The River Thames is changing its reputation from that ‘dirty old river’
Far too often when I write about environmental issues where it seems we are highlighting new causes for concern and the negative impact that we are having on our planet. Whilst I feel obliged to share the stories that spotlight new reports and concerns it’s not often enough that I find some truly good news that I feel like shouting about. Today however is an exception to the rule and goes to show what new standards can accomplish in reviving the habitat for some of our fellow species and our overall environment, even in the heart of a huge city.
I grew up in rural England and was lucky enough to be surrounded by fields and streams that were essentially the picture postcard of the English countryside. My grandparents lived in London and every summer I was lucky enough to spend a few weeks with them to explore the city and all that it had to offer including a very large and dirty river, I guess I caught a bug to return to the town and it’s exactly where I headed when old enough to do so. Through the centre of London flows the River Thames, the ancient base for the city which helped it grow so rapidly through the centuries. Growing up the older generation would tell you about how the big brown river was dead and toxic and how any romance of the visible aspects of the river were lost in the fact that it was so heavily polluted. It really was the colour of mud and unless you were many miles up the river towards Oxford the likelihood of finding much wildlife in or on the water wasn’t terribly high. A new report however by the environment agency in the UK shows that the old river has is changing rapidly and for the good in recent times.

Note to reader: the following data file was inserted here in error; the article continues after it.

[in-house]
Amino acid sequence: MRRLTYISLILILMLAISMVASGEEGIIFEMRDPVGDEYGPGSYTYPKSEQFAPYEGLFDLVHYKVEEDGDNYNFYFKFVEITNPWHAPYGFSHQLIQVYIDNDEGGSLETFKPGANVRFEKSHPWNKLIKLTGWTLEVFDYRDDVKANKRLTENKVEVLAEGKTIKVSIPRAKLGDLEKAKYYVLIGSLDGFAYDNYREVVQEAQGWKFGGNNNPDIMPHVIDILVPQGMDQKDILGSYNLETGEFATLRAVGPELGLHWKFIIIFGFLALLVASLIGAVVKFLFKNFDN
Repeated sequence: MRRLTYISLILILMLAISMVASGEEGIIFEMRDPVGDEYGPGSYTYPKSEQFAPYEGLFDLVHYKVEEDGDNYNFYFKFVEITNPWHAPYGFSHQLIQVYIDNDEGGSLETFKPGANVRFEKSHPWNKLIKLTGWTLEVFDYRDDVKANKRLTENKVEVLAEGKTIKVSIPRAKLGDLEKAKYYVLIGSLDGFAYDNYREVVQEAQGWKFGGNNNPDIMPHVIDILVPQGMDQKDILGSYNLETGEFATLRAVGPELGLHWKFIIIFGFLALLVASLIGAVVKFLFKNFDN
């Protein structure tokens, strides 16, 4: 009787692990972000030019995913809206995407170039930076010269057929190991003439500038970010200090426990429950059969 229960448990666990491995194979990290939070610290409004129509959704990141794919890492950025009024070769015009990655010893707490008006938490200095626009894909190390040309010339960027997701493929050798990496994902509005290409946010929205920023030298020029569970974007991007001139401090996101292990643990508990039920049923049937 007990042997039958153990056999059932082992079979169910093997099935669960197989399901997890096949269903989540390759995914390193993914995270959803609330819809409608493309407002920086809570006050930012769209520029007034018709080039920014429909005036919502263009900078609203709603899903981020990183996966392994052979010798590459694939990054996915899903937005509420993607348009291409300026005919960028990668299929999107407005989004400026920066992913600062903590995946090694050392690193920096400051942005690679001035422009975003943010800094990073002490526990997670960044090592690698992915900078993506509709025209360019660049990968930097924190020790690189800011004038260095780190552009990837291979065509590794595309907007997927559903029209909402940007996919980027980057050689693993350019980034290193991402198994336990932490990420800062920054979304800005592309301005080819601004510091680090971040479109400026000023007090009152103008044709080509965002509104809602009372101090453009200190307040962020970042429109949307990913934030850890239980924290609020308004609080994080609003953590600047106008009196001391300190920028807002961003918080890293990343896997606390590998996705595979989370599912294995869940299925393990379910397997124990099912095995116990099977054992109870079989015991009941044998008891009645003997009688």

Previously declared biologically dead the water is now once again incredibly supportive tool wide variety of fish, birds and other wildlife. The agency revealed that river water quality in England shows improved results for the 20th consecutive year as a result of tougher EU (European Union) regulations. In fact throughout the country more than two thirds of all rivers were graded as good or very good under the existing guidelines something that was unimaginable in the 1970s. A full report assessing water quality and wildlife statistics will be published toward the end of 2010, the improvements have been the result of stringent regulations and improvements by water companies, far tougher consequences for polluters and significant changes to industry waste and farming practices in the country.
Much of the lower portion of the river is tidal and record numbers of sea trout have recently been found many miles upstream in waters that previously would have killed them. Paul Leinster from the environment agency added that “Rivers are their cleanest for over a century and the environment agency is working hard to ensure this trend continues”
I wish my grandparents were alive to see the gradual transformation of the “dirty old river” into a cleaner and healthier thoroughfare through the heart of the city but needless to say I’m thrilled to read this report and share it with you.